Iron and Irritable Bowel Syndrome

Posted on May 27, 2024

Iron and Irritable Bowel Syndrome (IBS)

A key nutrient at risk when following a low FODMAP diet is iron. Iron plays an important role in the body as it is found in red blood cells, carrying oxygen from our lungs to the rest of our body.

There are two types of iron that exist: haem iron which comes from animal foods and non-haem iron found in mostly plant-based, non-animal sources. When following a low FODMAP diet, it’s important to not restrict any food group unnecessarily as this may likely lead to nutritional inadequacy (low nutrients in the body). Following a low FODMAP diet to ease symptoms associated with IBS does not require complete restriction of any of the five food groups (e.g. fruit, vegetables, grains, meat/alternatives and dairy/alternatives).

Iron deficiency occurs when your body doesn’t have enough iron to produce haemoglobin (a part of your red blood cells that gives blood its red colour and allows red blood cells to carry oxygenated blood throughout the body).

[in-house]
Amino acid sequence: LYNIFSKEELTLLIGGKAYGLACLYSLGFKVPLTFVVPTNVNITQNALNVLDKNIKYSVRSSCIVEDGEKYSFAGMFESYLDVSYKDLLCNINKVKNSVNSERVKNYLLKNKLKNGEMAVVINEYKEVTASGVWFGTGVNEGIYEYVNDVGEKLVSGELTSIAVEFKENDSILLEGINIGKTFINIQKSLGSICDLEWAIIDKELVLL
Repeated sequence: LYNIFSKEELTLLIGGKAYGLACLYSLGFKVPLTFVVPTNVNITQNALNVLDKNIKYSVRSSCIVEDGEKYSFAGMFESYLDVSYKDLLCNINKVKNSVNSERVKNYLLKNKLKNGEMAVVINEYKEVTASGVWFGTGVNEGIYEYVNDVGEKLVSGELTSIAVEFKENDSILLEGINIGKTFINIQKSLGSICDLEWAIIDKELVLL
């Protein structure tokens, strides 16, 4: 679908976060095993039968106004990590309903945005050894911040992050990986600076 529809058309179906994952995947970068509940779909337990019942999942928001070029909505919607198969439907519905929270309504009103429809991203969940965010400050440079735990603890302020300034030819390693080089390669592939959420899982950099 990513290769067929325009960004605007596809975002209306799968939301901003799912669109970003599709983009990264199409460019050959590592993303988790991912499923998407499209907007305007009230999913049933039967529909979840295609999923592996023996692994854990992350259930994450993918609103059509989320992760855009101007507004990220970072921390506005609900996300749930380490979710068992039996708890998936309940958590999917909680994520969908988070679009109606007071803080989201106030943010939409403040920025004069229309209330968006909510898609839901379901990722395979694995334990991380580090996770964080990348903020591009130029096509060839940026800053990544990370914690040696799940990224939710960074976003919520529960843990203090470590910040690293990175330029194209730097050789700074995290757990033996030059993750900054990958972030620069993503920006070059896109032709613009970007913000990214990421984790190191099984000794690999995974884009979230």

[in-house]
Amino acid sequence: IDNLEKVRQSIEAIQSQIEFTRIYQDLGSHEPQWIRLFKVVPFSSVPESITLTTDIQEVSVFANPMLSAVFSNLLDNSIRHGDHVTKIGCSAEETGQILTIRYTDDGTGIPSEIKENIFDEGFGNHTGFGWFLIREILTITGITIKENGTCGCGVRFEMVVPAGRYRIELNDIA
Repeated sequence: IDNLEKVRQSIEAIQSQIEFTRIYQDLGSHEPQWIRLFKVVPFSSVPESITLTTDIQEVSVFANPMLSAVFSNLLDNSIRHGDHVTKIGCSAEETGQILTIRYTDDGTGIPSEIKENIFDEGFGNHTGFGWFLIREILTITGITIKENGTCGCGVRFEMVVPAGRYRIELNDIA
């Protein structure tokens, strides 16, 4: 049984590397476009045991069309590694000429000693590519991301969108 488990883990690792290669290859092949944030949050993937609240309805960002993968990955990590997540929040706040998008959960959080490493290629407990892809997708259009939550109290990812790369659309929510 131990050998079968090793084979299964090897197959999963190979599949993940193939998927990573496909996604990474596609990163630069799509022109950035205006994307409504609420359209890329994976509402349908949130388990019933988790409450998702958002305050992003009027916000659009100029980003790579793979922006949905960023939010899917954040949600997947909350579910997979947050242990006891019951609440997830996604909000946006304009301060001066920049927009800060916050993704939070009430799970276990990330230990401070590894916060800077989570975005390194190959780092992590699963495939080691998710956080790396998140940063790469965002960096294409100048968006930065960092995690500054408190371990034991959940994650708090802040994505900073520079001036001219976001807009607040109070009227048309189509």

In general, great sources of iron such as meat are not limited on a low FODMAP diet. However, for people following a vegetarian/vegan diet alongside a low FODMAP diet, they may be at risk of iron deficiency. This is especially predominant if they are also avoiding large serves of legumes (a primary source of protein and iron for vegetarians/vegans). If this sounds similar to your diet, we recommend consulting with your doctor or dietitian.

What causes low iron?

Low iron consumption from diet such as following a vegetarian or vegan diet; a weight loss diet or a generally nutrient poor diet that does not include a large variety of foods or includes excess amounts of ultra-processed foods. Iron absorption issues can also occur from certain medical conditions such as Inflammatory bowel disease (IBD), bariatric surgery or untreated coeliac disease, or from medications such as proton pump inhibitors (PPI) which are a class of medications typically used to relieve symptoms of acid reflux, or gastroesophageal reflux disease (GERD).  Another cause for low iron can be if you’re losing blood through menstrual loss or donating blood for example.